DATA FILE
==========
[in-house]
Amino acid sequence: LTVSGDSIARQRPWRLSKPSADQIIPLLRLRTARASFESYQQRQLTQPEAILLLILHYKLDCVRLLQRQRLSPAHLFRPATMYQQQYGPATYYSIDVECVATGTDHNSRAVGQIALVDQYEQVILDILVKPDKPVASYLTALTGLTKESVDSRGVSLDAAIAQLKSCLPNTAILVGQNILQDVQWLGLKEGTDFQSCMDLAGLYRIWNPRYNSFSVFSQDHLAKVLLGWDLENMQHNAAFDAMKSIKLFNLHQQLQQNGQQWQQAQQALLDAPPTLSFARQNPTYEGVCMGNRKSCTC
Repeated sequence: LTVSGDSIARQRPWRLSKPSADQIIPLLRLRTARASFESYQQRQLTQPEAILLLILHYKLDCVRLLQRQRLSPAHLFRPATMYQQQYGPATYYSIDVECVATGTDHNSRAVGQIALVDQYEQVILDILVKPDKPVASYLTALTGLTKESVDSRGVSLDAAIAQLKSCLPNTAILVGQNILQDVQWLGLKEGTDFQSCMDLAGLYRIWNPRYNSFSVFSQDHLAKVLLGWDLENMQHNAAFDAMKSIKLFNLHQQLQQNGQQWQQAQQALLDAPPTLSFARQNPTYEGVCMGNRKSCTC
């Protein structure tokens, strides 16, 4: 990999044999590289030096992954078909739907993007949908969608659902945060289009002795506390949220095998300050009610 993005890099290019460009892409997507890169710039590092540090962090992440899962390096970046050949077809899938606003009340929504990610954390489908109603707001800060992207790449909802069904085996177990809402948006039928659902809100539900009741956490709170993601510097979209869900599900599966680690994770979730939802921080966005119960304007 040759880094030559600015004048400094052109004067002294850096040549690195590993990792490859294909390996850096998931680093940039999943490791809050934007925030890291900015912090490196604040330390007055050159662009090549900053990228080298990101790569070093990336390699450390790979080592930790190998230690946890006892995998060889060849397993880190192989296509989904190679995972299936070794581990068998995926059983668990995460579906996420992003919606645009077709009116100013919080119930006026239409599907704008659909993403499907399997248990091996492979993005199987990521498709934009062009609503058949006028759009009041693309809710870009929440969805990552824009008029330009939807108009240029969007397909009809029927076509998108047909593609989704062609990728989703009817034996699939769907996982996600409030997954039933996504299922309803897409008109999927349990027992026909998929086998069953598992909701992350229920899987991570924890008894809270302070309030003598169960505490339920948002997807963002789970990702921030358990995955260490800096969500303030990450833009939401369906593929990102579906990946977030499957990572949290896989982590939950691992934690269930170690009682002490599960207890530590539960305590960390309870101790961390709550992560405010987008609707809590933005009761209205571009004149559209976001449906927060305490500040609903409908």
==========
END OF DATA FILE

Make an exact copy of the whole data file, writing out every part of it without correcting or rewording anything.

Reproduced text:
[in-house]
Amino acid sequence: LTVSGDSIARQRPWRLSKPSADQIIPLLRLRTARASFESYQQRQLTQPEAILLLILHYKLDCVRLLQRQRLSPAHLFRPATMYQQQYGPATYYSIDVECVATGTDHNSRAVGQIALVDQYEQVILDILVKPDKPVASYLTALTGLTKESVDSRGVSLDAAIAQLKSCLPNTAILVGQNILQDVQWLGLKEGTDFQSCMDLAGLYRIWNPRYNSFSVFSQDHLAKVLLGWDLENMQHNAAFDAMKSIKLFNLHQQLQQNGQQWQQAQQALLDAPPTLSFARQNPTYEGVCMGNRKSCTC
Repeated sequence: LTVSGDSIARQRPWRLSKPSADQIIPLLRLRTARASFESYQQRQLTQPEAILLLILHYKLDCVRLLQRQRLSPAHLFRPATMYQQQYGPATYYSIDVECVATGTDHNSRAVGQIALVDQYEQVILDILVKPDKPVASYLTALTGLTKESVDSRGVSLDAAIAQLKSCLPNTAILVGQNILQDVQWLGLKEGTDFQSCMDLAGLYRIWNPRYNSFSVFSQDHLAKVLLGWDLENMQHNAAFDAMKSIKLFNLHQQLQQNGQQWQQAQQALLDAPPTLSFARQNPTYEGVCMGNRKSCTC
């Protein structure tokens, strides 16, 4: 990999044999590289030096992954078909739907993007949908969608659902945060289009002795506390949220095998300050009610 993005890099290019460009892409997507890169710039590092540090962090992440899962390096970046050949077809899938606003009340929504990610954390489908109603707001800060992207790449909802069904085996177990809402948006039928659902809100539900009741956490709170993601510097979209869900599900599966680690994770979730939802921080966005119960304007 040759880094030559600015004048400094052109004067002294850096040549690195590993990792490859294909390996850096998931680093940039999943490791809050934007925030890291900015912090490196604040330390007055050159662009090549900053990228080298990101790569070093990336390699450390790979080592930790190998230690946890006892995998060889060849397993880190192989296509989904190679995972299936070794581990068998995926059983668990995460579906996420992003919606645009077709009116100013919080119930006026239409599907704008659909993403499907399997248990091996492979993005199987990521498709934009062009609503058949006028759009009041693309809710870009929440969805990552824009008029330009939807108009240029969007397909009809029927076509998108047909593609989704062609990728989703009817034996699939769907996982996600409030997954039933996504299922309803897409008109999927349990027992026909998929086998069953598992909701992350229920899987991570924890008894809270302070309030003598169960505490339920948002997807963002789970990702921030358990995955260490800096969500303030990450833009939401369906593929990102579906990946977030499957990572949290896989982590939950691992934690269930170690009682002490599960207890530590539960305590960390309870101790961390709550992560405010987008609707809590933005009761209205571009004149559209976001449906927060305490500040609903409908």